On average, 2500 songs are uploaded every hour on Spotify, Apple Music, YouTube, and other streaming platforms which makes 60,000 songs a day and a million music tracks every week. Each day, almost 3-4 hours are spent by average American users listening to their favorite songs. But, have you ever wondered about the technology behind these songs and been amazed by hearing different instruments simultaneously?
Each instrument has a distinct sound and seems like coming from different locations, be it guitar, flute, drum, or anything where the sound flows through a couple of wires to your ears. How is that possible?
In the real world, any sound that can be heard is the result of the vibration of our eardrums. These sounds often travel through the air and cause the vibration in the air which reaches our eardrums and makes them move back & forth. High-pitched sounds make the eardrums move back & forth more times per second than low-pitched sounds.
Basic Concepts of Digital Audio
This article is meant to acquaint you with the basic concepts of digital audio and the terminology related to this. If any of the following makes sense to you, then it’s a good place to start with!
Did you want to know:
- What does audio digitization mean?
- What is the process of sampling and digitization of audio signals?
- How are sampling rate, bit-depth, and resolution related to sampling and quantization?
- What are Mono, Stereo and Surround sound in digital audio?
If yes, then let’s delve deep into the basic concepts of digital audio.
Amplitude & Frequency
Two of the most important aspects of analog audio are amplitude and frequency. Let’s discuss the basic properties of sound waves and explore why different sounds vary from each other.
Amplitude: In audio, amplitude refers to the intensity of the contraction & expansion experienced by the medium (mostly air) the sound is traveling through. It is measured in decibels (dB) and perceived by us as the loudness of the pitch. Higher the amplitude, the louder the sound.
Frequency: Frequency is referred to as the number of times vibration is experienced by the medium in one second. It is measured in hertz (Hz) and is also referred to as the pitch. Low-frequency sound travels farther than high-frequency sound. For example, the frequency of drum beat is lower than the frequency of flute.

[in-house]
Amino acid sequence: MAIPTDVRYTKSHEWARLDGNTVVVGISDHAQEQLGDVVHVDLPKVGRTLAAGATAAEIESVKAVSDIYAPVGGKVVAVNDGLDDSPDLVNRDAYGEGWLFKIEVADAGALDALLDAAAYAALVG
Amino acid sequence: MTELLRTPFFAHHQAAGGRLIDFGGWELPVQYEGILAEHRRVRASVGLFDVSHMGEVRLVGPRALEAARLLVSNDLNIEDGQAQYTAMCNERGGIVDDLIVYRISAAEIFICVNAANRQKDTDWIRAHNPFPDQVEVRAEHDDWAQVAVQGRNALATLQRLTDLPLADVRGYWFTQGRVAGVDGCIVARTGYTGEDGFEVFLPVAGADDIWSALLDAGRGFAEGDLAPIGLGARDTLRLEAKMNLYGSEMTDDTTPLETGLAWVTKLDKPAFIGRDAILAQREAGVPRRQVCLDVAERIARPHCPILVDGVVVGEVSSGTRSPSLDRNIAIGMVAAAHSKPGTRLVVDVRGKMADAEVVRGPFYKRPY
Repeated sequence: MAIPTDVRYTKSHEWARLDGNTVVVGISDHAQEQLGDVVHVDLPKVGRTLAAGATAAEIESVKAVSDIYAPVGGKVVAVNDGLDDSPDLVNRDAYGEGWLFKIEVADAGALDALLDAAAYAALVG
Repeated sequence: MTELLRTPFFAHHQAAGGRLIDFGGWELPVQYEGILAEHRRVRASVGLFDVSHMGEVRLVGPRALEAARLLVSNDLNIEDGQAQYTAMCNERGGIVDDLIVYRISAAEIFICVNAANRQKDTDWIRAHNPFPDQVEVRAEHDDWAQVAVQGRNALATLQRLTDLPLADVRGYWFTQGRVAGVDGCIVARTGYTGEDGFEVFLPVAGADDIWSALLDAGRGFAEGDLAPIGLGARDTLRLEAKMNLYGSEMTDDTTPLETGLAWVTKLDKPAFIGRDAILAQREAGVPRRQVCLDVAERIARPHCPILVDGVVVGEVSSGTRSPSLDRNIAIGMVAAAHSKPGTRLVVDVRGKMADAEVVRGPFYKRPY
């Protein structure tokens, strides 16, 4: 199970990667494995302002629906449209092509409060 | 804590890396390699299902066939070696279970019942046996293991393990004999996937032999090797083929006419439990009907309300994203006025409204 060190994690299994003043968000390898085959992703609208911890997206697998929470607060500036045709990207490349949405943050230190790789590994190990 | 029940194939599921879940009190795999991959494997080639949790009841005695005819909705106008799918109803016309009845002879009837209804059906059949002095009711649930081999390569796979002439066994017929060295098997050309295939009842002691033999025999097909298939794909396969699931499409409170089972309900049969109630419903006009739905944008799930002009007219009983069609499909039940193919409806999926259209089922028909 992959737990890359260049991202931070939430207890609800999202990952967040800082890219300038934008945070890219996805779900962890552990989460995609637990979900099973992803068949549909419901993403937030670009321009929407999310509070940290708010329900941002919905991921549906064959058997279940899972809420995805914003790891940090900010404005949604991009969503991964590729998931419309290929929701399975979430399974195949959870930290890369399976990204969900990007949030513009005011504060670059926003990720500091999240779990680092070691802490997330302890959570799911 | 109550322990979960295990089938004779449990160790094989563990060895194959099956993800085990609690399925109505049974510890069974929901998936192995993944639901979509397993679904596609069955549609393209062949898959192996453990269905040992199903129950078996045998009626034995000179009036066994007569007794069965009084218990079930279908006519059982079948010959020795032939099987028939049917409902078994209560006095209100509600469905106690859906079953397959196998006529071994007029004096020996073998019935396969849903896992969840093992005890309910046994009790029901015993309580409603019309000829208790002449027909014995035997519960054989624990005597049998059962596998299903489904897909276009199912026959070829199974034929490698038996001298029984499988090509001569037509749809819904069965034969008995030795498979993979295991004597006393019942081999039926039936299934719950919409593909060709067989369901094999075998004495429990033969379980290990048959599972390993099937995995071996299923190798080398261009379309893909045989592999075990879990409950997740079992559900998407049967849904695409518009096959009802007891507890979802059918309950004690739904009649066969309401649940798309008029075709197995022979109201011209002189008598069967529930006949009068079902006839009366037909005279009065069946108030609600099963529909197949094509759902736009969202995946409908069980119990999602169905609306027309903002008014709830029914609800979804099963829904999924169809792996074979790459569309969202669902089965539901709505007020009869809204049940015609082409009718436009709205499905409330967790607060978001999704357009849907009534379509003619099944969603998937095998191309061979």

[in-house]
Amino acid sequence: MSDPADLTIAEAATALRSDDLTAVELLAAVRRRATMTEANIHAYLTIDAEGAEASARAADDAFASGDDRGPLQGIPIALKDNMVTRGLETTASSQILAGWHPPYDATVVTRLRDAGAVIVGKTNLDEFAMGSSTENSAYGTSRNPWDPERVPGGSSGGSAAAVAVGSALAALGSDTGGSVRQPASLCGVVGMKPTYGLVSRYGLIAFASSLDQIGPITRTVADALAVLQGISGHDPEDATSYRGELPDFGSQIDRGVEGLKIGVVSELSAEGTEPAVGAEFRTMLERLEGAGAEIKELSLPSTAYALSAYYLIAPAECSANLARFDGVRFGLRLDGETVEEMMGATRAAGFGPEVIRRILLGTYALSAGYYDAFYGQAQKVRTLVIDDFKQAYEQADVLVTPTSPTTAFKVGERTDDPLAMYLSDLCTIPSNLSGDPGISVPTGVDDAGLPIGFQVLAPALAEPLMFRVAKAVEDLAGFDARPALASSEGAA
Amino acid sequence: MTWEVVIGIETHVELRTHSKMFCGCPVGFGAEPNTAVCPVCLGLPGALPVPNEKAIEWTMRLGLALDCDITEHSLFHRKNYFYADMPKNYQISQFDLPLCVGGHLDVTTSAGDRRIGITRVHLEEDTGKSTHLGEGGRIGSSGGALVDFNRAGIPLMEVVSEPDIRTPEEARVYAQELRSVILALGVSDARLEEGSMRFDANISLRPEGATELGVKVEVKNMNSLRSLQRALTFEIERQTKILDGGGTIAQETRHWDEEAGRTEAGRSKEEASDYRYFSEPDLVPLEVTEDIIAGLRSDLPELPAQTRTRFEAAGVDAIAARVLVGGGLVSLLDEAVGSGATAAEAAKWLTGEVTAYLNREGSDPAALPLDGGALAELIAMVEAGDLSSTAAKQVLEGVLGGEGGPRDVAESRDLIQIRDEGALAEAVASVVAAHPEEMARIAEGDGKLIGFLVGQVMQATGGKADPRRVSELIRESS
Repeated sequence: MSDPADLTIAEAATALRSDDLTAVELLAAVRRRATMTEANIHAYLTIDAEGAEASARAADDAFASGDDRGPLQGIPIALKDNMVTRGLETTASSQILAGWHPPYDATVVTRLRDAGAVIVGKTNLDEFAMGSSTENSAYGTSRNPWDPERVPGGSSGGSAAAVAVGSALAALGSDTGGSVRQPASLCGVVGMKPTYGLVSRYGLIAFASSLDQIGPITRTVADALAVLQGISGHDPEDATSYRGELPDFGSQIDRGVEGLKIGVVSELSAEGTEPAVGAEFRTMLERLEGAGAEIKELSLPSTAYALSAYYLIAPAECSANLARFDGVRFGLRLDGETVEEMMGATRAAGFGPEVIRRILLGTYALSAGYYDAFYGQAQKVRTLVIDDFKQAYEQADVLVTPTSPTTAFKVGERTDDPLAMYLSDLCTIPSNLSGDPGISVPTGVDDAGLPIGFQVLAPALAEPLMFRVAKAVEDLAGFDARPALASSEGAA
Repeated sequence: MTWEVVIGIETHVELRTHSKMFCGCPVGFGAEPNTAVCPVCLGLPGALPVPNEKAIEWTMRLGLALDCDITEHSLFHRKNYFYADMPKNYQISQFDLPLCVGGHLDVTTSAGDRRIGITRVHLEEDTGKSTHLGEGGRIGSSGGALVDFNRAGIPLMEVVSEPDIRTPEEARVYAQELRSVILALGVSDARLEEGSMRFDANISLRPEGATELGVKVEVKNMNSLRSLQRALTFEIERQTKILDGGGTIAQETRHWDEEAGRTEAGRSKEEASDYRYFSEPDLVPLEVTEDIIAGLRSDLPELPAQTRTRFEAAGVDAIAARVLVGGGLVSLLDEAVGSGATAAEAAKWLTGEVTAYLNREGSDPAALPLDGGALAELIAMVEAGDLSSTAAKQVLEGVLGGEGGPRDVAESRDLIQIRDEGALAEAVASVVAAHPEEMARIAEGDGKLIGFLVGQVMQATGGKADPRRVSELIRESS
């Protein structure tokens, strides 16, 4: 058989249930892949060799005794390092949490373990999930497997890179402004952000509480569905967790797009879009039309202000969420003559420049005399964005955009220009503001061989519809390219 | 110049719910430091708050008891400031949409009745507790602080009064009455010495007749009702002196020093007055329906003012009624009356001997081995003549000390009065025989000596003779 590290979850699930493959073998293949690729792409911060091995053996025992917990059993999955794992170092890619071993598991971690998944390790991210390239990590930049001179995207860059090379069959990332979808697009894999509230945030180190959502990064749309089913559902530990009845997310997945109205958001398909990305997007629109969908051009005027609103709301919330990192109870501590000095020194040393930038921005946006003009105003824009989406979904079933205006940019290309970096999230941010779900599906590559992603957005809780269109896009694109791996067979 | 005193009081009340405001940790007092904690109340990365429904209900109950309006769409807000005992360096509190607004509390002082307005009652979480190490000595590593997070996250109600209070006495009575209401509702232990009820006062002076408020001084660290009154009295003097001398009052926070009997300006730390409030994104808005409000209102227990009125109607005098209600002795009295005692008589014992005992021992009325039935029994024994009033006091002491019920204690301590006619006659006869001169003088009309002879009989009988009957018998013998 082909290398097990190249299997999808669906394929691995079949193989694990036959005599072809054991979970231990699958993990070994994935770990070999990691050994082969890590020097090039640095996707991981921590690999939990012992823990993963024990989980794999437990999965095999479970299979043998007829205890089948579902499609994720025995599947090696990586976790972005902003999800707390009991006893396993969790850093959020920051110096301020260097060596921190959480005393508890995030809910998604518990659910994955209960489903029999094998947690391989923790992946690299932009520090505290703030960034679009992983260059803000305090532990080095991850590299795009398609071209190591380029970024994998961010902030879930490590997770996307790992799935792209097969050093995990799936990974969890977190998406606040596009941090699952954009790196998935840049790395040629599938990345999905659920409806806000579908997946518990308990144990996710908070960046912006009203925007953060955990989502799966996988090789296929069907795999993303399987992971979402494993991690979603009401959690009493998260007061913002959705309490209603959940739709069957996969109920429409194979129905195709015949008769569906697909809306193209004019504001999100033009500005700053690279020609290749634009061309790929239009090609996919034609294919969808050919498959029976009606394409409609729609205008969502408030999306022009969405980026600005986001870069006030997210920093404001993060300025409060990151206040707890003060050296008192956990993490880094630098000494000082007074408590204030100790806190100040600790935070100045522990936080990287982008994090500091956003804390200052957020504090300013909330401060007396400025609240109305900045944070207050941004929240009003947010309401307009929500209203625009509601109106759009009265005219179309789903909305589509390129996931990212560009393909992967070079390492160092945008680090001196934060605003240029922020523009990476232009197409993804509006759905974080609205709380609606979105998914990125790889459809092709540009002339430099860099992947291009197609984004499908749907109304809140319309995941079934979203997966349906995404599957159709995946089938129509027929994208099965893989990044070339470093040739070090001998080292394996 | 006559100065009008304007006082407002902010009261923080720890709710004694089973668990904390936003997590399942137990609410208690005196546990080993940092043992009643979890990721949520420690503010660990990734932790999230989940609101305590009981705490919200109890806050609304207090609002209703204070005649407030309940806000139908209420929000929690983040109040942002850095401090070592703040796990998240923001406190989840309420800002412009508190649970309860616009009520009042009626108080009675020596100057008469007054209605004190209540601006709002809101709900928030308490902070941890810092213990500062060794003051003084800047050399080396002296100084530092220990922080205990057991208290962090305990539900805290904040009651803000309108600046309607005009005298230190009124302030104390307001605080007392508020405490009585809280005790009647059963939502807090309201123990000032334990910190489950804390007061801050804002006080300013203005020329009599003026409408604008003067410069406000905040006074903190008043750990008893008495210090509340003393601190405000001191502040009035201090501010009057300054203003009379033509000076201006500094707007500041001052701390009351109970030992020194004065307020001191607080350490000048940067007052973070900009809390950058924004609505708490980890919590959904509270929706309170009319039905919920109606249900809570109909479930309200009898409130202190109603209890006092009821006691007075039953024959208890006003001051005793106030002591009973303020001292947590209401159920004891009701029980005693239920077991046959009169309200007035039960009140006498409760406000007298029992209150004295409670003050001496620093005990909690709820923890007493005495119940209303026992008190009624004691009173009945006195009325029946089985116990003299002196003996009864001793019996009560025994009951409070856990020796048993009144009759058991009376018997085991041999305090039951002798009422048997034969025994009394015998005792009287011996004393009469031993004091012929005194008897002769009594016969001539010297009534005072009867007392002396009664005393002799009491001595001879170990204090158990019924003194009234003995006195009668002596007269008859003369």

Fig 1: Low-frequency signal
Fig 2: Low-amplitude signal
A human being can hear the frequency between 20 Hz- 20,000 Hz. Frequencies beyond 20,000 Hz are called ultrasound and frequencies below 20 Hz are called infrasound which is not possible to be heard by humans.
What is “Digital Audio”?
Digital audio is the phenomenon of record, process, store and transmits audio signals through a computer system over the internet. Computers can only understand the signals that have been encoded to binary numbers. But any audio content is inherently analog which our processors can’t interpret.
To represent the audio signals in a way that computers understand and process the data, the data needs to be converted in digital (binary) form.
The process requires various steps. Usually, analog audio signals are found in the form of continuous sinusoidal waves whereas digital audio represents the discrete points that show the amplitude of the waveform. Continuous signals must be converted to discrete signals as they provide finite and countable values after a certain time interval for computer use.
Sampling & Quantization or, Digitization of Audio signals
The conversion process starts with analog to digital conversion (ADC). The process of ADC must accomplish two tasks i.e., sampling and quantization. Sampling stands for the number of samples (amplitude values) captured at regular time intervals. The sampling rate is number of samples taken per second which is measured in Hertz (Hz). If we record 48000 samples per second, the sampling rate would be 48000 Hz or 48 kHz.
Sampling rate (Fs)= 48 kHz
Sampling period (Ts)= 1/Fs
Fig 3: Sampling of audio signals at a lower frequency of 100Hz
Fig 4: Sampling of audio signals at a higher frequency of 3000Hz
Sampling rate Vs Audio frequency
The smaller sampling interval allows a higher sampling rate which results in a higher audio frequency and larger file size and eventually better-quality sound. So, clearly, the sampling rate should be high enough for lossless digitization.
Frequencies that are more than half of sampling rates can’t be represented in digital samples. As per the Nyquist theorem, a continuous-time signal can be perfectly reconstructed from its digital samples when the sampling rate is more than double the highest audio frequency.
Nyquist frequency: Sampling rate should be at least more than double of Fmax.
Fs > 2 Fmax
Fig 5: Sampling of audio signals